Starting a new veg plot.

Hi,
I'm just starting a veg patch which is about 5m square in the corner of the garden, but I'm not sure what to do with the turf I've cut.
Shall I skip it or rotavate it into the area I've taken it from along with well rotted manure from the dung heap?
Many thanks,
TT
--
Timmy T


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Timmy T wrote:

Can you just turn it upside-down and plant over it? (I assume you don't have bermudagrass over there)
If I ever start a new garden plot from turf again, I plant to spray it one time with glyphosate (Roundup or equivalent), mow it short when the grass starts to die, and then disturb the soil as little as possible when I plant. Mulch heavily at least the first year to keep the weeds from taking over, and let the earthworms do all the hard work turning the soil. That first year I probably won't be able to direct sow anything; just use transplants.
Tilling new ground among other things wakes up dormant weed seeds in the soil.
-Bob
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<http://www.i-sis.org.uk/glyphosatePoisonsCrops.php
ISIS Report 19/05/10
Scientists Reveal Glyphosate Poisons Crops and Soil Don Huber, recently retired from Purdue University, and co-author G.S. Johal, at Purdues Dept of Botany and Plant Pathology, stated in a paper published in the October 2009 issue of European Journal of Agronomy that the widespread **use of glyphosate** in the US can significantly increase the severity of various plants diseases, impair plant defense to pathogens and diseases, and immobilize soil and plant nutrients rendering them unavailable for plant use.
Further, **glyphosate** stimulates the growth of fungi and enhances the virulence of pathogens such as Fusarium, and can have serious consequences for sustainable production of a wide range of susceptible crops. They warn that Ignoring potential non-target detrimental side effects of any chemical, especially used as heavily as glyphosate, may have dire consequences for agriculture such as rendering soils infertile, crops non-productive, and plants less nutritious.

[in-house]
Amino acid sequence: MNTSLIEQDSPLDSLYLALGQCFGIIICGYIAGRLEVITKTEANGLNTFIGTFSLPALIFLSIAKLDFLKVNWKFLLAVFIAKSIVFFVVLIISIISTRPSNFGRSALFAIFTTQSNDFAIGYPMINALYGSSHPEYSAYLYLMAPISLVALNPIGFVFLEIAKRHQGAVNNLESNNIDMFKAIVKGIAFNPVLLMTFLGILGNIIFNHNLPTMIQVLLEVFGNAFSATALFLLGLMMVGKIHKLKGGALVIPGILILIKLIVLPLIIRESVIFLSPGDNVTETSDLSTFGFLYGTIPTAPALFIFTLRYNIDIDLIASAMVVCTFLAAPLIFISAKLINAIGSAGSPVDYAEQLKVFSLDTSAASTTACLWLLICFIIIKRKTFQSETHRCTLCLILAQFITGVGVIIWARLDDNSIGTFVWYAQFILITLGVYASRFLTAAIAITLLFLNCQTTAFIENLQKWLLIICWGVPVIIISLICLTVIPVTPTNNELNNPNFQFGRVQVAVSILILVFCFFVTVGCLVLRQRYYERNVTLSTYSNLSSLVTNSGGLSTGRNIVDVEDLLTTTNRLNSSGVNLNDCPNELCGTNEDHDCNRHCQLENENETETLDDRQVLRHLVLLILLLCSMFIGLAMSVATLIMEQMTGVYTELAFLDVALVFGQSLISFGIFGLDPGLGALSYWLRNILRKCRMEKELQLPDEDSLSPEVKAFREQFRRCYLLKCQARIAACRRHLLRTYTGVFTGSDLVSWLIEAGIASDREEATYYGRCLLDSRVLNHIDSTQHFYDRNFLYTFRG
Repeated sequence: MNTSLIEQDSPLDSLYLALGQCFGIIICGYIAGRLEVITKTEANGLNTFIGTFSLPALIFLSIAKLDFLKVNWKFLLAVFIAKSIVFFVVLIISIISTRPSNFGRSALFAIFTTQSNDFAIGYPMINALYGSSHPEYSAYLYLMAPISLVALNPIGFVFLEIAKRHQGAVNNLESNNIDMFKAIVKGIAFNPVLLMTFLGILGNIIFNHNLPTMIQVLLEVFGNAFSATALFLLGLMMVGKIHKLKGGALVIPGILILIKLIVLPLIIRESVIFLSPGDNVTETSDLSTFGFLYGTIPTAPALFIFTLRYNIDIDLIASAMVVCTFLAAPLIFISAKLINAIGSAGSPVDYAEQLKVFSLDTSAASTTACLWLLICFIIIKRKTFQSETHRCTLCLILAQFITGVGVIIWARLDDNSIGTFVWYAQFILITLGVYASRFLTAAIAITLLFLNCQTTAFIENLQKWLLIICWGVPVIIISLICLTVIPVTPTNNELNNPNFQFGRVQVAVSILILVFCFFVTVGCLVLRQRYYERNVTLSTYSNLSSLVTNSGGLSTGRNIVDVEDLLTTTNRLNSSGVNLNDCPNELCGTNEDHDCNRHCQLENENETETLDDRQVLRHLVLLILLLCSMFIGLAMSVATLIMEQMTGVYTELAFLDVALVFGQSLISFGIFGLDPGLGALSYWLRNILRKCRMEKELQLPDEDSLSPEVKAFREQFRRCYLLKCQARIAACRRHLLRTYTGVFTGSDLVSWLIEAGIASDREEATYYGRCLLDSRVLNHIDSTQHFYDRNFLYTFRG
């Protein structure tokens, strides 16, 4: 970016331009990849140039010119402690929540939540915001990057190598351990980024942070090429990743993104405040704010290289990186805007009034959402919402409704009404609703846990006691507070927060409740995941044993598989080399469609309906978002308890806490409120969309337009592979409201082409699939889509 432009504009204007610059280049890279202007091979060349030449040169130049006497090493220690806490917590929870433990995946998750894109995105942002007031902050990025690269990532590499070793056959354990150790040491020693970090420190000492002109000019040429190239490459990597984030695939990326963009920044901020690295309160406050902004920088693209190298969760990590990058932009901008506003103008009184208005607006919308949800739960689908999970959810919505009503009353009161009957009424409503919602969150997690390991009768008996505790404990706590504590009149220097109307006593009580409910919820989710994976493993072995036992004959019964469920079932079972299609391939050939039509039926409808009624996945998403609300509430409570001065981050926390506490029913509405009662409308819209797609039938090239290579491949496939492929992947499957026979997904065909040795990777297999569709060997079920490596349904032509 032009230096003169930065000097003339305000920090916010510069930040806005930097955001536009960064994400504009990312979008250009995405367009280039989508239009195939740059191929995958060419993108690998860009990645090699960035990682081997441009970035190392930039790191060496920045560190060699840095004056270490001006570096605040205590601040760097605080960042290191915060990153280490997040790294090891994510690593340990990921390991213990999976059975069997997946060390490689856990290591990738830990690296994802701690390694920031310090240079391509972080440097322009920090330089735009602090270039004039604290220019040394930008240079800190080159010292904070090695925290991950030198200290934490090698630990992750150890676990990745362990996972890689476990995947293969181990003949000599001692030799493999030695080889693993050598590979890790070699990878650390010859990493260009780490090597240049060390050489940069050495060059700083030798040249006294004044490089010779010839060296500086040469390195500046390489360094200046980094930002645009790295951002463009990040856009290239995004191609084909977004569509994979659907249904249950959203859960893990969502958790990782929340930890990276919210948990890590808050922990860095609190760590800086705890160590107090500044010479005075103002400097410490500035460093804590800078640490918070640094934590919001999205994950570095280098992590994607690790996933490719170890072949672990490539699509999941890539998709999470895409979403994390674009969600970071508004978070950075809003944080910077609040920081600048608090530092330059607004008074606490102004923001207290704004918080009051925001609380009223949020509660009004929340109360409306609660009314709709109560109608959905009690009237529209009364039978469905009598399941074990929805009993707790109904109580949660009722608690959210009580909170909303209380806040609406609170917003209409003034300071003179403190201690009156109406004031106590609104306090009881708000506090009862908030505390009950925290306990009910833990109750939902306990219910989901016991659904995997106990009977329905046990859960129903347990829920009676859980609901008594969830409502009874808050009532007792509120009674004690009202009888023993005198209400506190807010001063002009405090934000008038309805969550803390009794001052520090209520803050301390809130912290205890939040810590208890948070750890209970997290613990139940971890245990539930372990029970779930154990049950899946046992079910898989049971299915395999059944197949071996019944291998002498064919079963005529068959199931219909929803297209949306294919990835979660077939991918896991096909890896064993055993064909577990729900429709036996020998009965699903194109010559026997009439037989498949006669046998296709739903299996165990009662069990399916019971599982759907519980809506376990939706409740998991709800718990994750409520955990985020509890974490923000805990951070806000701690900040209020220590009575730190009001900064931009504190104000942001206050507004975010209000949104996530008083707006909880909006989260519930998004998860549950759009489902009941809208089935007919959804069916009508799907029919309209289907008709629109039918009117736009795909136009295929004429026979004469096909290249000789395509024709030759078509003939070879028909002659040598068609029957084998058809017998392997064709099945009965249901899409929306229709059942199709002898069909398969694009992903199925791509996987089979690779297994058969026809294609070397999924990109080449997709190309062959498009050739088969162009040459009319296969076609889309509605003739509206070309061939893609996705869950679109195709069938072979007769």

--

Round Up is toxic to humans and the environment.
<http://en.wikipedia.org/wiki/Roundup_(herbicide)>
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Funny, I sprayed glyphosphate onto a section of yard near my back fence, to kill all of the grass. The soil is rich there, so I was able to plant without disturbing the soil much, other than adding some composted cow manure to the bottom of the holes, and then adding straw later on to conserve moisture.
Tomatoes are probably the most susceptible to damage from glyphosphate, yet mine are doing great there now. By using glyphosphate, I was able to minimize soil preparation, soil erosion, and backbreaking work. In truth, I wouldn't have a nice tomato garden without the roundup, and the local steam would probably have become choked with silt from erosion runoff, killing off some endangered species. Way to go, glyphosphate!
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Sounds like it's time to have a nice big plate of tomatoes, mozzarella, and some basil. Eat hardy ;O)
<http://en.wikipedia.org/wiki/Roundup_(herbicide)#Health_effects> Health effects
Toxicity
Laboratory studies have shown teratogenic effects of roundup in animals[13] [14]. These reports have proposed that the teratogenics are caused by impaired retinoicacid signaling[15]. A 2011 report by Earth Open Source asserts that the roundup active ingredient - glyphosate - has caused birth defects in laboratory animal tests[16]. News reports have supposed that regulators have been aware of these studies since 1980[17].
The United States Environmental Protection Agency? (EPA) considers glyphosate to be relatively low in toxicity, and without carcinogenic or teratogenic effects.[18] The EPA considered a "worst case" dietary risk model of an individual eating a lifetime of food entirely from glyphosate-sprayed fields, and with residue levels remaining at their maximum levels, and concluded no adverse effects would exist under these conditions.[18]